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Worldwide Online Survey Aims to Identify a New Comprehensive Approach to Global Collaboration for Parkinson’s Disease
NICE, FRANCE – A worldwide online survey identifying genetic Parkinson’s disease (PD) patients demonstrates an overall need for global collaboration and new comprehensive approaches for PD, according to research released today at the International Congress of Parkinson’s Disease and Movement Disorders®.
The systematic online survey, developed by members of the Michael J. Fox Foundation Global Genetic Parkinson’s Study Group, collected demographic, clinical and genetic data from PD patients with specific genetic mutations. Using authors from articles represented in the MDSGene database as well as the GEoPD consortium, 336 researchers were identified worldwide to participate in the survey, of which 162 (48%) responded. Overall, 103 international sites in 43 countries reported 8,453 PD patients of more than 9 ethnicities with the genetic mutations. This is particularly significant given that the survey identified a three-fold higher number of patients with genetic PD when compared to the cases reported in the literature, indicating access to patients and data requires new approaches and means of communication.
Thomas Gasser, Director at the Department of Neurodegeneration at Hertie Institute for Clinical Brain Research, in Tuebingen, Germany, states “This initiative is of high relevance because it is becoming increasingly clear that even relatively common diseases like PD are highly etiologically heterogeneous syndromes and that progress towards early diagnosis and causative treatments will depend on the identification of sufficient numbers of well-defined subgroups. This will only be possible by collaborations at a very large, preferably worldwide scale.”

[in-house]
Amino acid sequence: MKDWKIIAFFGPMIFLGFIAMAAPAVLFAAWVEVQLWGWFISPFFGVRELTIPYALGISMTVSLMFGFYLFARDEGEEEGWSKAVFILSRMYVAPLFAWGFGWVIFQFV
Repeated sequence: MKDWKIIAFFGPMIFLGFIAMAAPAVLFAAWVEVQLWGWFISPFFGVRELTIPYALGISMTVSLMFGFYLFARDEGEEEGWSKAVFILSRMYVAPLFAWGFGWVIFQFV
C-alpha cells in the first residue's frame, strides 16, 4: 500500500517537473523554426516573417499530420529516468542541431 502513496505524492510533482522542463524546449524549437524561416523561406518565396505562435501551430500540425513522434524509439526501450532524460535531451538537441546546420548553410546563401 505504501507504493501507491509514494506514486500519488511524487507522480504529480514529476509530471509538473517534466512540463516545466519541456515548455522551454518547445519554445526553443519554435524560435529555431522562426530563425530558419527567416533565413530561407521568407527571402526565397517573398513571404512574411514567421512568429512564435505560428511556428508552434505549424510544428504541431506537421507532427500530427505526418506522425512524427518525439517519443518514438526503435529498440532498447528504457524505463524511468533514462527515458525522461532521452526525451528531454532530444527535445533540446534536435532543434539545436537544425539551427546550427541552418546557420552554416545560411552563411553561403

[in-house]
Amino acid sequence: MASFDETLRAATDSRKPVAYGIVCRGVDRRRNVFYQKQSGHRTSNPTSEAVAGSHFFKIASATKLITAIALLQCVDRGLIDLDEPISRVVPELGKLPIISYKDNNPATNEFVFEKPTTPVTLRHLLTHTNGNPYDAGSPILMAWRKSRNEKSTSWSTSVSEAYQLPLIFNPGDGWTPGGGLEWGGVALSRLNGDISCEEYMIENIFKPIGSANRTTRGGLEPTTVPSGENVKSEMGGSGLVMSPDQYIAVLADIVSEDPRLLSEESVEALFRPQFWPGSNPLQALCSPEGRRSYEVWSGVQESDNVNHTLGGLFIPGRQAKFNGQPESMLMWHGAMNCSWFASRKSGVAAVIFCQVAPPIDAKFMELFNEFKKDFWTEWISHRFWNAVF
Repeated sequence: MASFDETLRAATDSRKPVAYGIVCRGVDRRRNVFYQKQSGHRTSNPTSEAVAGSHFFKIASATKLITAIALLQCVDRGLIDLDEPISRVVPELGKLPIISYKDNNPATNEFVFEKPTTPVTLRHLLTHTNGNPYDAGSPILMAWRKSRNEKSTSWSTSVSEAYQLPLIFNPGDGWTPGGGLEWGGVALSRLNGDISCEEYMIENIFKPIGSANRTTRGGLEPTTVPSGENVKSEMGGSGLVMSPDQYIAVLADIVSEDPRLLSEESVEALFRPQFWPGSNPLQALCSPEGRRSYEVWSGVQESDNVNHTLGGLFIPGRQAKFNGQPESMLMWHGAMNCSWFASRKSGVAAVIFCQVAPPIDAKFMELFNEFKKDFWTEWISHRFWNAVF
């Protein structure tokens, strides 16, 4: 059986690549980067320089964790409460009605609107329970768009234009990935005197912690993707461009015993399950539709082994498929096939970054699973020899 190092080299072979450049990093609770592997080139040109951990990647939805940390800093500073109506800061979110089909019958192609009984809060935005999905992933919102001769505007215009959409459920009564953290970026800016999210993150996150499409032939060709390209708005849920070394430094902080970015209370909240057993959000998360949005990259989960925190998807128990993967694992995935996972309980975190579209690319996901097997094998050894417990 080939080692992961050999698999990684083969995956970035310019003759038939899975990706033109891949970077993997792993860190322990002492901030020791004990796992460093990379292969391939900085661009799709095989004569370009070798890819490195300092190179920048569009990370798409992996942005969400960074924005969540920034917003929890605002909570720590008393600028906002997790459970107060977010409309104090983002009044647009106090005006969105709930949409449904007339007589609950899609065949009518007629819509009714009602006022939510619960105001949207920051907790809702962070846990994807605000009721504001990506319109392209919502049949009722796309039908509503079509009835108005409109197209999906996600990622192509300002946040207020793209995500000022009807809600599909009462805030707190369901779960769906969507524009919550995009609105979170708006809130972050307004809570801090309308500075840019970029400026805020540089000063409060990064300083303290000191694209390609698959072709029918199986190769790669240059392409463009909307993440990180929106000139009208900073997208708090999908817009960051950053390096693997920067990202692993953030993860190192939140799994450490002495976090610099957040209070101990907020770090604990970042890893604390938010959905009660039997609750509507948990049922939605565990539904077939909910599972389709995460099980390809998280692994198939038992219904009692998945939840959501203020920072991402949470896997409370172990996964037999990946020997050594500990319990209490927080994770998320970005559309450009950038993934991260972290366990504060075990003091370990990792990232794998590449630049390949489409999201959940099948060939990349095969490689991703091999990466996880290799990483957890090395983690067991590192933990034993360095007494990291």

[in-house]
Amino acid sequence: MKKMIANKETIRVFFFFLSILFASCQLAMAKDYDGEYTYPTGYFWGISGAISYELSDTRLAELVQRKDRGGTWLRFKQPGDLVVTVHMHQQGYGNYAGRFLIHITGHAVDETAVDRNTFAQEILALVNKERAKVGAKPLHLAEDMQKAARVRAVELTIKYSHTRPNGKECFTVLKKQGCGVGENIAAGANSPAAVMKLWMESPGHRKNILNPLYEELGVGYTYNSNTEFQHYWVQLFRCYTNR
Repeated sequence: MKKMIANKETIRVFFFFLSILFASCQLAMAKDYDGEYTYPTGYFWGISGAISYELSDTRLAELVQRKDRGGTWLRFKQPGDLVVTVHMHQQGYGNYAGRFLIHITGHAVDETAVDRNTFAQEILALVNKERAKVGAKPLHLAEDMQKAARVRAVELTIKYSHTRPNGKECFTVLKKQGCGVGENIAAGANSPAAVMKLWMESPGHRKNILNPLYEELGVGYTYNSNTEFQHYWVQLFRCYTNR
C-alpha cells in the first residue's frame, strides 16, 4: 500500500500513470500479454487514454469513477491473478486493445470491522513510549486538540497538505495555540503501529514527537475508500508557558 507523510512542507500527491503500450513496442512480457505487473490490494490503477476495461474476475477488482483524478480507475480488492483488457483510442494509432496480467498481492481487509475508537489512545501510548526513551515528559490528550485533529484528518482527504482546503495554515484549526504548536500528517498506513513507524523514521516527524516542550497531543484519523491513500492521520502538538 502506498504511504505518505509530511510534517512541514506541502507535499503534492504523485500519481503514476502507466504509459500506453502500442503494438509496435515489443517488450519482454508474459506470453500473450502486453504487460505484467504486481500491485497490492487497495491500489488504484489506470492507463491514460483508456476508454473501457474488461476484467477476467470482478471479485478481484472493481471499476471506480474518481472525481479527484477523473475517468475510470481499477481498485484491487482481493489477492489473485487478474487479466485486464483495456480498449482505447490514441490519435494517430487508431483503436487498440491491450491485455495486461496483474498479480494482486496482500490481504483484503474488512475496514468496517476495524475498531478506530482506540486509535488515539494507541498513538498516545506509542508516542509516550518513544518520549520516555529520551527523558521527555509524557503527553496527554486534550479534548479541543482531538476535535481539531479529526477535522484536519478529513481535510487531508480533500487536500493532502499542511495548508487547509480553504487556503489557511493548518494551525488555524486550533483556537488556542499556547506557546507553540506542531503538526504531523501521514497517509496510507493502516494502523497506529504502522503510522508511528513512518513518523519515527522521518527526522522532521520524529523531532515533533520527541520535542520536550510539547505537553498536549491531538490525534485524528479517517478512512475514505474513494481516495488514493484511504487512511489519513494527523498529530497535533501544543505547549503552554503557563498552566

Gasser adds, “Of course, this survey is only a very first small step. If international team science is to become successful, many problems concerning standardization of patient ascertainment, data privacy and protection as well as data access and use need to be solved. Nevertheless, the survey raises awareness of these issues and it clearly shows that the PD research community is ready to begin to tackle these important issues.”
About the International Congress of Parkinson's Disease and Movement Disorders®: Meeting attendees gather to learn the latest research findings and state-of-the-art treatment options in Movement Disorders, including Parkinson's disease. Over 5,100 physicians and medical professionals from more than 95 countries will be in attendance to view 2,200 scientific abstracts submitted by clinicians from around the world.
About the International Parkinson and Movement Disorder Society:
The International Parkinson and Movement Disorder Society (MDS), an international society of over 8,500 clinicians, scientists, and other healthcare professionals, is dedicated to improving patient care through education and research. For more information about MDS, visit www.movementdisorders.org.